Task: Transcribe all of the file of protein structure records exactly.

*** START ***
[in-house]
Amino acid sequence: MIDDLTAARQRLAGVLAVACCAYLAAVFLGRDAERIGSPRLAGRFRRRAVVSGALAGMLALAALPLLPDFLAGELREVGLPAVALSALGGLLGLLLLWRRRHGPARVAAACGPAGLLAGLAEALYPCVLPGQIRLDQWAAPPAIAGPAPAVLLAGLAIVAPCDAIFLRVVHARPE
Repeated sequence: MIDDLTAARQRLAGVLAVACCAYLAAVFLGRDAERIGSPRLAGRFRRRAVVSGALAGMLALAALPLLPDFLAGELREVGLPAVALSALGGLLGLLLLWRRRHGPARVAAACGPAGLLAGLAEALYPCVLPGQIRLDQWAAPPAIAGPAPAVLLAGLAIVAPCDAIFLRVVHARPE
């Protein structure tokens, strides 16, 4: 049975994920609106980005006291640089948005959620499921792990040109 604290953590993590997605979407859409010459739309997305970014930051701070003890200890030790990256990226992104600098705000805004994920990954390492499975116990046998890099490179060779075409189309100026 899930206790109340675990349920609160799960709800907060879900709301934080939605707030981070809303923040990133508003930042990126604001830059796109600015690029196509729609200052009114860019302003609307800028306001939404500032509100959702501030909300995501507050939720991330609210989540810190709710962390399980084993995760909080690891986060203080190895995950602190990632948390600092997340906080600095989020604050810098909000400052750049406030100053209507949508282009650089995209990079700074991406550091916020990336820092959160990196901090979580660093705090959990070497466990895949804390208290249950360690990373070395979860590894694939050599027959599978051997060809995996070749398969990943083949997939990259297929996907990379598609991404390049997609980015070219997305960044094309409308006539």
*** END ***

[in-house]
Amino acid sequence: MIDDLTAARQRLAGVLAVACCAYLAAVFLGRDAERIGSPRLAGRFRRRAVVSGALAGMLALAALPLLPDFLAGELREVGLPAVALSALGGLLGLLLLWRRRHGPARVAAACGPAGLLAGLAEALYPCVLPGQIRLDQWAAPPAIAGPAPAVLLAGLAIVAPCDAIFLRVVHARPE
Repeated sequence: MIDDLTAARQRLAGVLAVACCAYLAAVFLGRDAERIGSPRLAGRFRRRAVVSGALAGMLALAALPLLPDFLAGELREVGLPAVALSALGGLLGLLLLWRRRHGPARVAAACGPAGLLAGLAEALYPCVLPGQIRLDQWAAPPAIAGPAPAVLLAGLAIVAPCDAIFLRVVHARPE
């Protein structure tokens, strides 16, 4: 049975994920609106980005006291640089948005959620499921792990040109 604290953590993590997605979407859409010459739309997305970014930051701070003890200890030790990256990226992104600098705000805004994920990954390492499975116990046998890099490179060779075409189309100026 899930206790109340675990349920609160799960709800907060879900709301934080939605707030981070809303923040990133508003930042990126604001830059796109600015690029196509729609200052009114860019302003609307800028306001939404500032509100959702501030909300995501507050939720991330609210989540810190709710962390399980084993995760909080690891986060203080190895995950602190990632948390600092997340906080600095989020604050810098909000400052750049406030100053209507949508282009650089995209990079700074991406550091916020990336820092959160990196901090979580660093705090959990070497466990895949804390208290249950360690990373070395979860590894694939050599027959599978051997060809995996070749398969990943083949997939990259297929996907990379598609991404390049997609980015070219997305960044094309409308006539």